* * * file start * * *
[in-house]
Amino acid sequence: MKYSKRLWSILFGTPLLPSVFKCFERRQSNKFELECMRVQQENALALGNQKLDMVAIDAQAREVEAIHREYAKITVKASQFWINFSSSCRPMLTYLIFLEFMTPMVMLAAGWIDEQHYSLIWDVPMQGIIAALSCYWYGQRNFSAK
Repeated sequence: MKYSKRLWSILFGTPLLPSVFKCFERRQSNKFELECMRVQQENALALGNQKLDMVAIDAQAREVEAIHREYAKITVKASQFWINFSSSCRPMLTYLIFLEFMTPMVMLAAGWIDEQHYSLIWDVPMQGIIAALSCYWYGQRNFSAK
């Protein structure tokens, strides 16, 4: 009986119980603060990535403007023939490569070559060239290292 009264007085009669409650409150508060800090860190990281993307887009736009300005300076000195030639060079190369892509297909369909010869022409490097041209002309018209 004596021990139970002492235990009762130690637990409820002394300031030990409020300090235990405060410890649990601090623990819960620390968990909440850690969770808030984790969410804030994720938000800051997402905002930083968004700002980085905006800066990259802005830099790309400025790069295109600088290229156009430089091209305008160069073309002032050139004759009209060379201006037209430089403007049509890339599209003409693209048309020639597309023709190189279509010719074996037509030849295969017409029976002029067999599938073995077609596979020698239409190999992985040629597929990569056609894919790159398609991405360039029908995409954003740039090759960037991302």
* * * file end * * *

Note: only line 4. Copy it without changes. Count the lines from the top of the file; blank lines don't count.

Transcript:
């Protein structure tokens, strides 16, 4: 009986119980603060990535403007023939490569070559060239290292 009264007085009669409650409150508060800090860190990281993307887009736009300005300076000195030639060079190369892509297909369909010869022409490097041209002309018209 004596021990139970002492235990009762130690637990409820002394300031030990409020300090235990405060410890649990601090623990819960620390968990909440850690969770808030984790969410804030994720938000800051997402905002930083968004700002980085905006800066990259802005830099790309400025790069295109600088290229156009430089091209305008160069073309002032050139004759009209060379201006037209430089403007049509890339599209003409693209048309020639597309023709190189279509010719074996037509030849295969017409029976002029067999599938073995077609596979020698239409190999992985040629597929990569056609894919790159398609991405360039029908995409954003740039090759960037991302």